UPDATE 5-Kroger fuels supermarket sector price war jitters

* Q3 EPS 32 cents, matches Wall Street’s view

* Revenue, including fuel, up 5.9 percent

* Narrows full-year EPS view to $1.65 to $1.78

* Shares fall more than 8 percent
(Adds details on grocery price changes; updates share

By Lisa Baertlein

NEW YORK, Dec 2 (BestGrowthStock) – Kroger Co (KR.N: ) cut some
prices in its latest quarter, fueling worries that the slow
U.S. economic recovery will cause another flare-up in the
supermarket industry’s intense and profit-denting price war.

The largest and top-performing mainstream U.S. grocery
chain also forecast full-year earnings that could miss Wall
Street’s estimates, and shares fell more than 8 percent.

A decline in Kroger’s supermarket selling gross margin
stoked concerns that grocers may again be slashing prices to
lure customers who are still recovering from the recession.

Supermarket selling gross margin is a measure of how
competitively a grocer prices the products it sells. The 13
basis point decline in Kroger’s latest quarter suggested that
the grocery chain was pricing more competitively.

“Their margins were not as good as in the past. This is one
of the factors that contributed to the sharp drop in the
stock,” said TD Ameritrade chief derivatives strategist Joe

Kroger also narrowed its full-year profit forecast to a
range of $1.65 to $1.78 per share, versus $1.60 to $1.80 a
share previously. Analysts on average forecast $1.78 a share,
according to Thomson Reuters I/B/E/S.

Supermarkets need some price inflation to support healthy
profit growth and a broad-based rise in grocery prices has yet
to materialize.

Kroger, which has been outpacing rivals like Safeway Inc
(SWY.N: ) and Supervalu Inc (SVU.N: ), has made continuous efforts
to keep its every day prices low and downplayed the selling
gross margin decline. CEO and Chairman David Dillon said the
industry’s “intense” competition was not getting worse.

Executives said Kroger had been passing on higher costs for
select name-brand grocery items and fresh foods like meat and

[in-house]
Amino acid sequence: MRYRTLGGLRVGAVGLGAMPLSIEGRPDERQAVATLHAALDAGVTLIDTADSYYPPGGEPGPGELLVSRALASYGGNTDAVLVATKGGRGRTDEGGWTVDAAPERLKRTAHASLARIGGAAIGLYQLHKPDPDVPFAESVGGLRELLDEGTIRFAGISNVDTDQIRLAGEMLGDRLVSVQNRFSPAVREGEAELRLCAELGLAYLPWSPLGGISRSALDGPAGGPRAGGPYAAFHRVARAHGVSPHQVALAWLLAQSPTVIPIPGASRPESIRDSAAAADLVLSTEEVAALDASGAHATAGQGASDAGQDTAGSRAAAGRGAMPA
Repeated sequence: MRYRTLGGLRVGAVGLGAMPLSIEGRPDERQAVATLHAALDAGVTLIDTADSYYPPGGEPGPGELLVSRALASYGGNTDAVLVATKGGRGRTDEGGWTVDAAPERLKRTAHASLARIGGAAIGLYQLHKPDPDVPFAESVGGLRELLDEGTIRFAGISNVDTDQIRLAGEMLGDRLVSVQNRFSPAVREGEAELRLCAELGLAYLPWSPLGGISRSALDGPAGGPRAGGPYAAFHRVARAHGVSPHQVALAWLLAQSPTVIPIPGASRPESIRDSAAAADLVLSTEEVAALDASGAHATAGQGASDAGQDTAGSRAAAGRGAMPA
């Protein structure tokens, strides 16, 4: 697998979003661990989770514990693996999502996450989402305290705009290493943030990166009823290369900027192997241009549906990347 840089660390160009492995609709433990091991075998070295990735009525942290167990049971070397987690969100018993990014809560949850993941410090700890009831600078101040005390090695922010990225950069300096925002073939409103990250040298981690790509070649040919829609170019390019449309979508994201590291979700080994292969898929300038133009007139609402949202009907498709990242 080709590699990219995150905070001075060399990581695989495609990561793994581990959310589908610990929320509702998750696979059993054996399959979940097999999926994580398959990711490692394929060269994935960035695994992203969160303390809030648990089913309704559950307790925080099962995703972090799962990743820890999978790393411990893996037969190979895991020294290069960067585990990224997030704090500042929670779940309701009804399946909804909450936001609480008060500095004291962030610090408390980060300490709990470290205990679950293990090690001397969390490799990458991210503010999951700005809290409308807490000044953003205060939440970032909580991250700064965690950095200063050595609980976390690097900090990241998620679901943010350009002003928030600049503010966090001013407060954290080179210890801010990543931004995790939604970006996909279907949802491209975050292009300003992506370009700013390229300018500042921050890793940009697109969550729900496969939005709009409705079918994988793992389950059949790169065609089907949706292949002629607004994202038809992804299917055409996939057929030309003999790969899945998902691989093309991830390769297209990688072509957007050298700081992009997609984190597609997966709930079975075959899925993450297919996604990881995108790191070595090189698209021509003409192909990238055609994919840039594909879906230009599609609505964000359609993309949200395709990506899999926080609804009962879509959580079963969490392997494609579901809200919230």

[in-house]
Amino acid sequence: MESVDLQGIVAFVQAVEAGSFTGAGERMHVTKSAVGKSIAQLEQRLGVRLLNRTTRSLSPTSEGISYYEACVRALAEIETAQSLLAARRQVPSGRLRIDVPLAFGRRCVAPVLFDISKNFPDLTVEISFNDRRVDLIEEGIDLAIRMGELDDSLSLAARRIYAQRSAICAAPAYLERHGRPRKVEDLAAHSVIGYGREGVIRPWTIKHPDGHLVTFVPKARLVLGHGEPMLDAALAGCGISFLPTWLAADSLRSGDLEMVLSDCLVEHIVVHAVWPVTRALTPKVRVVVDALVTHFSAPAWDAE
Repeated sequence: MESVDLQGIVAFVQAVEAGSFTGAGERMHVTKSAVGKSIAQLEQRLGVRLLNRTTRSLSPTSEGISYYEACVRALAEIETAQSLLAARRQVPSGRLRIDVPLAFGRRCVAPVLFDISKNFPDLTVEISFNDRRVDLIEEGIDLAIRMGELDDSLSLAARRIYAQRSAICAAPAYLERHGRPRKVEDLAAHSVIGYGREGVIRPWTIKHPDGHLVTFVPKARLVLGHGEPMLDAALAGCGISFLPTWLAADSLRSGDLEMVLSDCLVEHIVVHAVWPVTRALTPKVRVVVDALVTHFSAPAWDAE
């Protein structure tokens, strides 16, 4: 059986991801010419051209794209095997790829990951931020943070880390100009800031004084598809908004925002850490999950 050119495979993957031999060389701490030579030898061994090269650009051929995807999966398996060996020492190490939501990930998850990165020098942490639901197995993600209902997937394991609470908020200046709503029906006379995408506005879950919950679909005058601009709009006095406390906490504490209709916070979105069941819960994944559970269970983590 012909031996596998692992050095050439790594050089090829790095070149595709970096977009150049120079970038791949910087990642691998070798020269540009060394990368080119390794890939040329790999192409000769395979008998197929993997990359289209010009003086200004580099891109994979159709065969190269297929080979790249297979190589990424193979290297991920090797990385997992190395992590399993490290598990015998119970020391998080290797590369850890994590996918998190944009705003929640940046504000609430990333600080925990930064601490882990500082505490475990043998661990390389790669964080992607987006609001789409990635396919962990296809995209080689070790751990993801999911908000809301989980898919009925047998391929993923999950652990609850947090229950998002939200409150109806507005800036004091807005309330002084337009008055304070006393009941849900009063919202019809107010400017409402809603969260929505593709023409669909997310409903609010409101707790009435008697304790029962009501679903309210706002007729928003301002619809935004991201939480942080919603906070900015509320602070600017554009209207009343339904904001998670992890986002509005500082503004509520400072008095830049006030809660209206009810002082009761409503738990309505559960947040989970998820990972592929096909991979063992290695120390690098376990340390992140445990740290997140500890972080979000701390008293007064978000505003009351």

produce. Nevertheless, they said overall prices for packaged
food and other items in the center of the store have been
falling, largely due to increased promotional spending by
national brand suppliers.

Analysts doubt that all grocers and food makers will be
able to pass on higher costs for things like dairy, grains,
sugar and cocoa to cautious shoppers who are still grappling
with high U.S. unemployment.

Beyond that, Supervalu in October said it was preparing a
new round of price cuts to win back lost customers, which the
markets interpreted as raising the risk for a renewed price
war. [ID:nN19113545]

“The economic recovery is slower and weaker than we
anticipated it would be at this point in the year. Job growth
remains elusive and fuel prices have risen,” Dillon said on a
conference call with analysts.

Weak employment and higher gas prices are affecting
consumer confidence and grocery budgets, Dillon said, adding
that Kroger would manage its business with the expectation that
economic conditions would remain challenging through next
fiscal year.

Kroger shares were down 8.4 percent, or $2.02, at $21.84 in
afternoon trading on the New York Stock exchange. Safeway and
Supervalu had declines of 5.5 percent and 1.3 percent,


Kroger, whose stores include Kroger, Ralphs, King Soopers,
Fry’s and Food 4 Less, said net profit for the third quarter
that ended Nov. 6, was $202.2 million, or 32 cents per share,
matching what analysts polled by Thomson Reuters I/B/E/S had

A year earlier, Kroger reported a net loss of $874.9
million, or $1.35 per share, primarily due to charges resulting
from a goodwill write-down.

Cincinnati-based Kroger’s total sales, including fuel,
increased 5.9 percent to $18.7 billion, ahead of the $18.5
billion analysts had expected.

Closely watched identical supermarket sales, without fuel,
increased 2.4 percent. Kroger’s identical-store sales include
supermarkets open without expansion or relocation for five full

Kroger also narrowed its 2010 forecast for identical
supermarket sales growth, excluding fuel, to between 2.5
percent and 3 percent from a prior range of 2 percent to 3

The company reduced this year’s capital spending budget to
$1.8 billion to $2 billion, versus $1.9 billion to $2.1 billion
previously. In a separate statement, it gave an outlook for
pension plan expenses. [ID:nWNAB6406]
(Additional reporting by Doris Frankel in Chicago, editing by
Gerald E. McCormick, Maureen Bavdek, Dave Zimmerman)

UPDATE 5-Kroger fuels supermarket sector price war jitters